Giving Consensus the Finger: How Do You Get a Group to Agree?

Firstly you need to get a group to agree on what’s meant by consensus.

“My facilitation toolkit includes a number of techniques - ranging from coloured cards or sticky dots to quite intense dialogue - to help groups reach consensus when making decisions,” says Rhonda Tranks, Principal of Illuma Consulting.

“The 5 Finger Consensus is listed in the International Association of Facilitators Methods Database, and is designed to encourage a significant level of agreement without jeopardising the quality of the solution. In a nutshell, people indicate their level of agreement by holding up between 1 to 5 fingers. 1 finger indicates strongly disagree and 5 fingers indicates strongly agree,” she says.

Five Finger Consensus

The method allows for a couple of rounds when people who disagree can present alternatives but, in the final round, majority rules. It gives structure to discussions, and you quickly realise how close the group is to reaching consensus because you can see different positions at a glance.

Rhonda recalls working with a group of around 20 senior academics with competing interests from diverse departments when some important decisions needed to be made. She had worked with them before and knew how easily lengthy explanations and justifications could divert them.

Given the amount of information circulated before the event, the earlier discussions and time constraints, Rhonda suggested using the 5 Finger Consensus technique. Most welcomed the opportunity to move reasonably quickly to a decision using an approach that was participatory and transparent.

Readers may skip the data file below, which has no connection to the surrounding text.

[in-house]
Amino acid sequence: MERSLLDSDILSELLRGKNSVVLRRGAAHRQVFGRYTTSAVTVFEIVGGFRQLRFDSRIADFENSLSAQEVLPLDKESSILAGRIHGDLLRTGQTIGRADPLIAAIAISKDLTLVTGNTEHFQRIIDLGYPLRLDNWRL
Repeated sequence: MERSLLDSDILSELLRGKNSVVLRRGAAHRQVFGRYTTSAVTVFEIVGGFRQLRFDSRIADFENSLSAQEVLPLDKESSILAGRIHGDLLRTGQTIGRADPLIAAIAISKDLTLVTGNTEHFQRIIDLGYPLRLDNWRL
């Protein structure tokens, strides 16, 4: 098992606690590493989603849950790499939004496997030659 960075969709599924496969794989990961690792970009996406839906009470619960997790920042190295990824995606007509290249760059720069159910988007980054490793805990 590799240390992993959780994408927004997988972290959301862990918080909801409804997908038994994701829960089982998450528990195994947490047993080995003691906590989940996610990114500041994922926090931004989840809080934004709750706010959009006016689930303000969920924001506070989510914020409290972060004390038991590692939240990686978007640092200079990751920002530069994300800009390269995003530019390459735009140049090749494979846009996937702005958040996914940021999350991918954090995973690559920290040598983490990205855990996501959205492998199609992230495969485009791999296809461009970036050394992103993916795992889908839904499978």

One person (who’d already had plenty of airtime) was unhappy about this approach. He was of the school of consensus that says “if you don’t agree with me then I obviously need to explain this to you again”.

Digitus Impudicus ("impudent finger”)

“The situation quickly became semi chaotic, but order soon emerged as we worked surprisingly quickly through a number of key decisions. There was a lot of laughter amid the rapid-fire argument and always one person (guess who) wanting to make alternative proposals.

“My focus was on the total number of fingers in the air and not on the direction the hands were facing, until it dawned on me that some people were taking the opportunity to express their disagreement with the alternative propositions in less savoury ways,” Rhonda says.

She took this to be in jest, and the air was punctuated with plenty of High 5’s at the end of the session.

“Before you use this technique, you need to understand that there are different cultural meanings for variations on digitus impudicus,” she says. “So you need to be careful about when and where you use it. When appropriate, it’s a great tool to consider when you’re looking for a reasonably fast-paced and transparent method for achieving consensus.”

Illuma Consulting are change consultants specialising in facilitation, coaching, training and development andstakeholder engagement.